Pants... drying. Sweat defying. At least, that's what the packet says. Don't ask how I got this pair of lady garments, don't even ask what they look like. I can't tell you, it would ruin my reputation. Better you think of them as lace, red perhaps, than the dull grey granny-pants that they actually are.

They have been at the back of my underwear drawer for some time. Unused, unwanted. But then the time finally came when I decided to test them.

We are walking the southwest coast path, not in one go (I tried that when I was younger and managed 120 miles before I got an injury) but in 13-14 mile sections at a time. We might do a section a day here and there, maybe occasionally camp on the way to make a whole weekend of walking. It is on both of our bucket lists.

We planned our first section on our holiday last week. St Agnes to Godrevy. 13.4 miles of beautiful coast with steep inclines and steeper drops. There is nothing like coast walking to get you hot and well exercised. What a perfect opportunity to test the pants!

It was a joke, at first. My partner laughed (oh, how she laughed) when the pants went on, but even in those first moments I knew that they felt...comfortable. We drove out to the starting point and started the walk. It was a hot day with glorious sunshine, and we started off at a fast pace. After an hour, they felt dry and comfortable. After two hours, the same...I almost got caught (in the middle of nowhere) checking...! (That would have looked odd). Damn it, even as we came to the end of the walk at 4.5 hours, they were soft, dry and comfy to wear.

I am an experienced walker. I have hiked up mountains (UK ones, if they count), across the Lake District and Peak District, across Dartmoor and Bodmin Moor, Penwith and the coastal path. I have walked hundreds of miles. Literally. But I never thought I would be converted to granny pants. Please don't say it's my age.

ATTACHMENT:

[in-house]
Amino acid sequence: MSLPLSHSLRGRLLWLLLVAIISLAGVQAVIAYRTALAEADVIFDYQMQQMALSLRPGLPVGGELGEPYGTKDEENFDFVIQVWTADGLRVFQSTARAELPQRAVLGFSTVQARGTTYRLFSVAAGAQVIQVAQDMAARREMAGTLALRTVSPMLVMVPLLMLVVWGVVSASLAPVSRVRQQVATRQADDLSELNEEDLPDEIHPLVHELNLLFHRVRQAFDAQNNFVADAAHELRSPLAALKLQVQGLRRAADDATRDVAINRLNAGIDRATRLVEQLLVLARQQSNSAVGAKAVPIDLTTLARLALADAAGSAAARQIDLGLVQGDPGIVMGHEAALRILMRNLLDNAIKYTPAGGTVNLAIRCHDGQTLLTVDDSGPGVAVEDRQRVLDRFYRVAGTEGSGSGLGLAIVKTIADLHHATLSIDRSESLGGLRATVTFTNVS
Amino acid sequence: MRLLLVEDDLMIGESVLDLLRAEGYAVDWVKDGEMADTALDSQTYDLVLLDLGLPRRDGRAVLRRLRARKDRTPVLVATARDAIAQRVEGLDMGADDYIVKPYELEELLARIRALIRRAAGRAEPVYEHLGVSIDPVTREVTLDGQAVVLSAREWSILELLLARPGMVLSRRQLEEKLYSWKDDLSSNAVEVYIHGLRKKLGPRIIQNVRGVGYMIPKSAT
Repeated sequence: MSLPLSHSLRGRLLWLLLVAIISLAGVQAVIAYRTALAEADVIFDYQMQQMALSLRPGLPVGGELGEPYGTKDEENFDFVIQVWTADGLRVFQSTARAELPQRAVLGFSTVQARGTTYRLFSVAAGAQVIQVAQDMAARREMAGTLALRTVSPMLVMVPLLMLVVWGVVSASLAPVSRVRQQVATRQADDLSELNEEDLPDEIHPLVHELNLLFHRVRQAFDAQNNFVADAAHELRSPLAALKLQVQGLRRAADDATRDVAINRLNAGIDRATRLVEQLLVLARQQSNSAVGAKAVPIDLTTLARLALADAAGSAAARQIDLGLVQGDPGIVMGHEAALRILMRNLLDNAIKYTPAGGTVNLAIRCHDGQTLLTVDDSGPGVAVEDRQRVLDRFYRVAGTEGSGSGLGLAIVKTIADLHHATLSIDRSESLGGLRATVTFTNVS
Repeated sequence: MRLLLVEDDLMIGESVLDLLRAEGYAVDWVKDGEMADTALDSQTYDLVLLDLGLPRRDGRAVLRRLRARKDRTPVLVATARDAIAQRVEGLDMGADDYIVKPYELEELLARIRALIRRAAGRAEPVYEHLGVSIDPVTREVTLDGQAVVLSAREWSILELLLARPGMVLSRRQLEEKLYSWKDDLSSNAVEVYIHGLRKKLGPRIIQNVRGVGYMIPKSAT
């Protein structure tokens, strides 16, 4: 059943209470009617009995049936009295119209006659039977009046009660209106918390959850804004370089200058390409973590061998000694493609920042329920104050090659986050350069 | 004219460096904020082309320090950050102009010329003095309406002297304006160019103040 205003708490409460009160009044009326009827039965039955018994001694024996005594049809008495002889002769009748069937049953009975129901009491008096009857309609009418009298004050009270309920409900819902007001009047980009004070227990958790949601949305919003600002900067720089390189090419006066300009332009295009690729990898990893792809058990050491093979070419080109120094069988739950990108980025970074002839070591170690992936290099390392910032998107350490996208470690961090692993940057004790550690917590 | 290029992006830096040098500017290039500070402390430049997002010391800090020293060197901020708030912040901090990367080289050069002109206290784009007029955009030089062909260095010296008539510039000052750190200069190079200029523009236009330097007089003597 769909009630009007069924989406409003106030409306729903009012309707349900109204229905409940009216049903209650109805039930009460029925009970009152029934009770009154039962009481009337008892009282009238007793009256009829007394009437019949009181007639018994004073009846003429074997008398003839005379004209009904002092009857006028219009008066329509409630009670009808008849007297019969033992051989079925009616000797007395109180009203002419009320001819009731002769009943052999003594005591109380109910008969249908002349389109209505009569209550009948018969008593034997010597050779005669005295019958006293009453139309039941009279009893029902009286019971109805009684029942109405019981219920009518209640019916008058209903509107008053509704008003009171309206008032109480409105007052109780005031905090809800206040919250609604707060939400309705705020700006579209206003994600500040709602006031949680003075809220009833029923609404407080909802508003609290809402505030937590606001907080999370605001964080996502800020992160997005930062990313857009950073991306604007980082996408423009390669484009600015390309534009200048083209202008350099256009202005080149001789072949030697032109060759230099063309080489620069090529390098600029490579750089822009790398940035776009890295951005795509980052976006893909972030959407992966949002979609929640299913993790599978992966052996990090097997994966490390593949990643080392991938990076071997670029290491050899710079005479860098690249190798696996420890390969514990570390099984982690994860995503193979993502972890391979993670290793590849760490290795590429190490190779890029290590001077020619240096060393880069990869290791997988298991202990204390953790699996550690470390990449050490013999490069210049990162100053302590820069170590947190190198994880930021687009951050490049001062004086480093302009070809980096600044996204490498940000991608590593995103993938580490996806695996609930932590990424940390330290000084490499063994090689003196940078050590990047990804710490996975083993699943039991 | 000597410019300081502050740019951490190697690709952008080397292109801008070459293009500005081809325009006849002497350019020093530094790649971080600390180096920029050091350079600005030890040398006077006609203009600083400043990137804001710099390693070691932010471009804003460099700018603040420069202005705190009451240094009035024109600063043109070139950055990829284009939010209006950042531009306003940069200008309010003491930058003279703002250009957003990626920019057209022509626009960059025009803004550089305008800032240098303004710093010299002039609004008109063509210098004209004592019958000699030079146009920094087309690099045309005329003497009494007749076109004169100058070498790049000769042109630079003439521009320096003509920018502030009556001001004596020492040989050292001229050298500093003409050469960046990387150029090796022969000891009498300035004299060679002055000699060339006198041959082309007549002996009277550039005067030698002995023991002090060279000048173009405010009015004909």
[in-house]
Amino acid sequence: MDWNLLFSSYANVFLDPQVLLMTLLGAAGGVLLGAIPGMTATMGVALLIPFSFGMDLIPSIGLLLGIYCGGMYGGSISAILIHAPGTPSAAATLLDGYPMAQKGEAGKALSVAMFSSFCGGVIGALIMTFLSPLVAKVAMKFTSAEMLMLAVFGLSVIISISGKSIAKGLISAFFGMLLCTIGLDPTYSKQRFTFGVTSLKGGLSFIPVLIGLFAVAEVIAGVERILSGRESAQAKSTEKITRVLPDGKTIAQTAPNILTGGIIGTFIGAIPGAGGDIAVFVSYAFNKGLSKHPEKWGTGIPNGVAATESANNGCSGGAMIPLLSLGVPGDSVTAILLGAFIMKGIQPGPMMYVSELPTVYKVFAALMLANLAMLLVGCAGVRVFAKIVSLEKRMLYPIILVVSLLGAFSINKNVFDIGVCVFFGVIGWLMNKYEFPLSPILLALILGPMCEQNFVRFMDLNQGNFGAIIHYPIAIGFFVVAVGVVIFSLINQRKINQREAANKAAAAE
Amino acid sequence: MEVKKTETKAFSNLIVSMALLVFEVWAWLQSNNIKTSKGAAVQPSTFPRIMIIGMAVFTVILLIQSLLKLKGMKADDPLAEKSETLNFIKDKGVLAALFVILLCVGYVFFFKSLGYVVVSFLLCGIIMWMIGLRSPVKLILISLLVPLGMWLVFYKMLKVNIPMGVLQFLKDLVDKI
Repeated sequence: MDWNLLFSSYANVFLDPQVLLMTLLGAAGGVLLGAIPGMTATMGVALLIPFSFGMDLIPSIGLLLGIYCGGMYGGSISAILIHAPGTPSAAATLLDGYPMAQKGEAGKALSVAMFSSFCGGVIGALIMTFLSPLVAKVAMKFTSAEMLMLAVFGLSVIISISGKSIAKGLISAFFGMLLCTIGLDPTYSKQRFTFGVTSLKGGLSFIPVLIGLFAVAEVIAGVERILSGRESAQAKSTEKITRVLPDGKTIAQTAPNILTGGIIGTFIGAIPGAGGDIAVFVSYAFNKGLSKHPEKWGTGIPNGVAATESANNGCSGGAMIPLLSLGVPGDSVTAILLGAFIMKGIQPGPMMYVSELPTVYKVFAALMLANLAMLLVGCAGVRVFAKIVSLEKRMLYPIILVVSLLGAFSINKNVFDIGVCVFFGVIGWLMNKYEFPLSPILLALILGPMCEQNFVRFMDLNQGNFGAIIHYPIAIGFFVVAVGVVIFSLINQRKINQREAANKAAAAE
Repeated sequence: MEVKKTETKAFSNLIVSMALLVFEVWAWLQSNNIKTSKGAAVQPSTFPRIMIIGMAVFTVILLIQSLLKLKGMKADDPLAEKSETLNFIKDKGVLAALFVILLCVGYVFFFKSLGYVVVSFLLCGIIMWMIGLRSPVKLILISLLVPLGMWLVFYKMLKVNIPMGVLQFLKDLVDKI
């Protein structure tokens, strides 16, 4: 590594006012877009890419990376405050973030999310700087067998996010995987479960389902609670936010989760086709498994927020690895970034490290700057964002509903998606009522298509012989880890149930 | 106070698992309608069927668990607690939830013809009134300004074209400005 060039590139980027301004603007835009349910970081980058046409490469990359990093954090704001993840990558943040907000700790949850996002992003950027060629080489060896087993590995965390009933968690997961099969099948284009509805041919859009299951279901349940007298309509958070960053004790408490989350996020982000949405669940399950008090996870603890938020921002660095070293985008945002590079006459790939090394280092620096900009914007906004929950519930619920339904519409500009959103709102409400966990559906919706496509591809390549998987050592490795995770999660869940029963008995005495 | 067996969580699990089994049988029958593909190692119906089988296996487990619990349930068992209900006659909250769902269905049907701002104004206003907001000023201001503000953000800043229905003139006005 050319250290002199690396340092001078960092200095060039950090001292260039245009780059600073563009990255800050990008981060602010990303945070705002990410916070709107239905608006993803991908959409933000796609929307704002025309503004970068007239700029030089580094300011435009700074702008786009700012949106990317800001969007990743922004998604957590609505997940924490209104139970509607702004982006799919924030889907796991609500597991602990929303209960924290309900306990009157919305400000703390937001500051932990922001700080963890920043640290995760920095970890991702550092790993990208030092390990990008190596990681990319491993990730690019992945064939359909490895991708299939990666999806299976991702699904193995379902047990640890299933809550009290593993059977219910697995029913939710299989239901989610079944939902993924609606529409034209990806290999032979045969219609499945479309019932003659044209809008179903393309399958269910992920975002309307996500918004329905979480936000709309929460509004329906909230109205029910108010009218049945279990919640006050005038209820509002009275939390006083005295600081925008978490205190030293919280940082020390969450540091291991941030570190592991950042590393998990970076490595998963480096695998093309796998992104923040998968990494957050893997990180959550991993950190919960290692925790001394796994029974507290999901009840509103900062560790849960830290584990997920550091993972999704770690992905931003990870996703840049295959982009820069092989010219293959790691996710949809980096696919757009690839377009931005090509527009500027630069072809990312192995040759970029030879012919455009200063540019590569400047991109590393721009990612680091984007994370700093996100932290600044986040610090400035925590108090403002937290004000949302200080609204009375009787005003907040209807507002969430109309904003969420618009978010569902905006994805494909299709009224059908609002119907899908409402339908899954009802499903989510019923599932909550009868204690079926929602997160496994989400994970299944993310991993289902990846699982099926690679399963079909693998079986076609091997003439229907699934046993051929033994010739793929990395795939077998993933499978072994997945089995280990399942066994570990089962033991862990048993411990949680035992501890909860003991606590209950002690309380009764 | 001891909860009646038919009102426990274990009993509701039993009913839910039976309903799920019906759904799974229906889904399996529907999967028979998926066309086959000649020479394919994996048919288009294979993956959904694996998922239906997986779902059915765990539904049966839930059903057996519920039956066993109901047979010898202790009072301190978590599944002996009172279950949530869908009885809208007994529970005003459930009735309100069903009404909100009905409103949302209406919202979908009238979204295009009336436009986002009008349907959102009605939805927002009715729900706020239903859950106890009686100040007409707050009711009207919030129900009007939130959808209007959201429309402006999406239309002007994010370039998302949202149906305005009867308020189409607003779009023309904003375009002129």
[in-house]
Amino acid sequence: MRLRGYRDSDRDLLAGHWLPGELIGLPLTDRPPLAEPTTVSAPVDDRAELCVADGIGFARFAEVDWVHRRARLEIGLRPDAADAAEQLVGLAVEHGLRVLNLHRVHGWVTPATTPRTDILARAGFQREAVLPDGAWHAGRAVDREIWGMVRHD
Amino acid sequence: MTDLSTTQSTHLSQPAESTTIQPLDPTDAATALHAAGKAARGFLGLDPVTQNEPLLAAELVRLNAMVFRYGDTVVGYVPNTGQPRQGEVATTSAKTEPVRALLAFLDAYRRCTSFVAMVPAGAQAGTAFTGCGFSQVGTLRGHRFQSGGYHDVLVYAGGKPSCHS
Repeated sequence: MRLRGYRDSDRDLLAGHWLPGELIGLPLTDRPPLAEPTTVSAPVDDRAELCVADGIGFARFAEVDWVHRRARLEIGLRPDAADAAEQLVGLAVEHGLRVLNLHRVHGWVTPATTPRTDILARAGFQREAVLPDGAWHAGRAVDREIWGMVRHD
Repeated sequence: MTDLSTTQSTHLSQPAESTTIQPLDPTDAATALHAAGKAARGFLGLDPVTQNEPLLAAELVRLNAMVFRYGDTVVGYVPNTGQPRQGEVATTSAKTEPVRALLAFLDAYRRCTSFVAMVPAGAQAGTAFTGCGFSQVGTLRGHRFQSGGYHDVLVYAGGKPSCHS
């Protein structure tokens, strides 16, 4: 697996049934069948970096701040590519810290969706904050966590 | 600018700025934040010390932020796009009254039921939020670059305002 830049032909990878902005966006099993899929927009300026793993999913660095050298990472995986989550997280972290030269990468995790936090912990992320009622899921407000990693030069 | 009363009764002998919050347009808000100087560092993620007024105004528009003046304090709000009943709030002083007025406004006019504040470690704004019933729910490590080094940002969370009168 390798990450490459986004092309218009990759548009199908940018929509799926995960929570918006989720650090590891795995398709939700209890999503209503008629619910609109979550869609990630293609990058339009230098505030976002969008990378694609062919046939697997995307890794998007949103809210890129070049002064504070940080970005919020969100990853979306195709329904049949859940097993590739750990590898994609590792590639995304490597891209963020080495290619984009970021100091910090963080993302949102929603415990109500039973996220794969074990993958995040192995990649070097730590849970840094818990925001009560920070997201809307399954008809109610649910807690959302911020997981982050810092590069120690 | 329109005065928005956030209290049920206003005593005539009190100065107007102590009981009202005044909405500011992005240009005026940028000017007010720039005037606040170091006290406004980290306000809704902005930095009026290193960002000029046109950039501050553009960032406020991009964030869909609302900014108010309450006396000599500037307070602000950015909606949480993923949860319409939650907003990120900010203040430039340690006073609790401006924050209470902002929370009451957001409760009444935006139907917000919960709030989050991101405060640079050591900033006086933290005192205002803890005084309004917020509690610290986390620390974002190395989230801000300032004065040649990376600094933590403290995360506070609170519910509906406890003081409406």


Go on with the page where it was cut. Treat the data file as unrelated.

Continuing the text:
I once did a 14 mile walk wearing a thong under my walking trousers. Trust me, you wouldn't want to try it.  

No. I am afraid I am converted. I washed and readied the garment for the next walk which we did on Saturday (Godrevy to St Ives). I think they will become as important as my walking boots...

Monday, 22 July 2013

More changes

My life goes in cycles of change. It is never one stream of continuous moments, everything tends to pile in at the same time.

We have not been happy with our current accommodation. I have been there for two months, S one. On the face of it, it is a nice, quiet place but when you look closer the landlord painted over problems (damp problems) which are now just making the first stages of reappearance. There is no telephone line and we aren't allowed to get one (we didn't know this until we moved in. It is strange, to say the least). The plan is to escape.

We managed to scrape together the deposit for a new place, which we have arranged but are awaiting for the confirmation. I hope that it is successful. It is a nicer place, light and airy with two bedrooms and two bathrooms (one en suite). It seems more homely. Fingers crossed.

I have also, after all that work on the IT qualification (which I  passed a few weeks ago after hours and hours of revision), got a new job as a PA. I start on Thursday. It couldn't be so far from the IT career that I had started to work towards but it is something that I think will be fascinating and challenging (definitely challenging).